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Hans Christian Andersen

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Andersen, Hans Christian I Andersen l, 1805-1875, Danish author. Poorly educated; according to some of his European contemporaries spoke no language correctly. Achieved first important literary success with his Improvisatoren, 1835; in same year appeared earliest instalment of his fairy tales. From the Continent, his reputation spread to England; hailed there in the mid-1840s as an exciting literary discovery. 

      Andersen was an enthusiastic worshipper of Dickens; Dickens, in his letters to Andersen, expressed admiration of Andersen's writings. Andersen met Dickens on a visit to England in 1847. He dedicated to him A Christmas Greeting to My English Friends, 1847; A Poet's Day Dreams, 1853; and the English edition (1857) of To Be, or Not to Be?. In 1857 he was Dickens's guest at Gad's Hill. In 1860 he published in a Danish periodical an account of the visit; it did not appear in English translation until after Dickens's death. In Aug. 1860, however, Bentley's Misc. published a review of Andersen's account of the visit, based, as Bredsdorff (Hans Andersen and Charles Dickens, pp. 131-32) makes clear, on a translation of the account included in a German collection of some of Andersen's tales and sketches. Titled "A Visit to Charles Dickens by Hans Christian Andersen," the Bentley article recorded Andersen's praise of Mrs. Dickens and his depiction of the happy family life at Gad's Hill. Dickens can hardly have missed seeing the article. It would, as Bredsdorff states, have provided Dickens with what would have been to him a valid reason for breaking off his friendship with Andersen, though, as a matter of fact, he seems not to have written to Andersen after 1857. Andersen wrote to Dickens several times after 1857 (letters of introduction for friends, probably also personal letters) and had a picture of himself and a copy of one of his books sent to him. Receiving no acknowledgment of the letters or the gifts, he finally ceased his attempt to keep in contact with Dickens, though he continued to speak of him with affection and admiration. The death of "my dear Dickens," he wrote to friends, filled him with sorrow.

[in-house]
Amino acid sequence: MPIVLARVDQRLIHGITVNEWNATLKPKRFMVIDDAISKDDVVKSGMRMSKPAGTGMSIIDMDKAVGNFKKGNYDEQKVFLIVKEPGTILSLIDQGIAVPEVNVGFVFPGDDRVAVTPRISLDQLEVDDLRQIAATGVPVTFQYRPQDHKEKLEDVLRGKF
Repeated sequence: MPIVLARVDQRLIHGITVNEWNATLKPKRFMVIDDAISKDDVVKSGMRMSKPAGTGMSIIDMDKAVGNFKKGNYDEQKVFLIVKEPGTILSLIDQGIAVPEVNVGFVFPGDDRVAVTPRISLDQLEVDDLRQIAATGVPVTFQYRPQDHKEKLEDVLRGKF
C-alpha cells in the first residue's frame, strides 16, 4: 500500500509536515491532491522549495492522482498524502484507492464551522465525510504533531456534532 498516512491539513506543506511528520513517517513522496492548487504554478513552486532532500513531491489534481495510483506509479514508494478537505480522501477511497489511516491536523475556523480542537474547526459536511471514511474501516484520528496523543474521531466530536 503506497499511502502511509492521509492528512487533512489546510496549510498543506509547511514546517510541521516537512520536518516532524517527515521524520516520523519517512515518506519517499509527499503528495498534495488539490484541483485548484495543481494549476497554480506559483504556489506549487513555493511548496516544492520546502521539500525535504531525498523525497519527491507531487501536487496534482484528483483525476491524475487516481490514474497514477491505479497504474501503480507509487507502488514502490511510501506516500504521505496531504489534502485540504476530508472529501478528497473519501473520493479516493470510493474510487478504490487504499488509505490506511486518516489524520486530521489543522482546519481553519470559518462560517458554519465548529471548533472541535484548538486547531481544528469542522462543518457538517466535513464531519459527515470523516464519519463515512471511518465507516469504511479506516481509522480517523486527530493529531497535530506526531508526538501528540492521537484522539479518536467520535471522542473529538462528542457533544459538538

The Office Book records no payment for "[Chip:] The World's Fairest Rose," [V, 610. Sept. 11, 1852] nor does it indicate through whose agency the item arrived at the editorial office. It was, of course, not sent by Andersen, for whose stories and sketches Bentley's Misc. was the English repository. Moreover, from the summer of 1851 to the summer of 1856, no correspondence is known to have passed between Andersen and Dickens (Bredsdorff, p. 39). The story, titled "Verdens deiligste Rose," was published in Copenhagen, first, apparently, in a Folkekalender for 1852 (brought out prob. Dec. 1851), then, in April 1852, in Historier af H. C. Andersen by the Copenhagen publisher C. A. Reitzel (information from Universitetsbiblioteket, Copenhagen). Under the title "The World's Most Beautiful Rose," it was included in A Poet's Day Dreams, published by Bentley, Feb. 28, 1853. Obviously, neither Andersen nor Bentley was aware that one of the stories in the new English collection had appeared (in a variant translation) in an English periodical some five months before. 
      In H.W., praise of Andersen's stories for children appeared in "A Witch in the Nursery," and mention of his tales in "The School of the Fairies"; a brief reference to Andersen appeared in "Strings of Proverbs" (Feb. 28, 1852). In A.Y.R., Wilkie Collins's "The Bachelor Bedroom," Aug. 6, 1859, contained a ludicrous depiction of Andersen (see Lohrli, "Andersen, Dickens, and 'Herr von Müffe,''' Dickensian, Winter 1966). 
      In the Office Book, Andersen is recorded as author of "The Cup and the Lip," Sept. 4, 1852; his name is marked out and substituted by that of Leigh Hunt. 
                                                          Ency. Brit.

Author: Anne Lohrli; © University of Toronto Press, 1971. 

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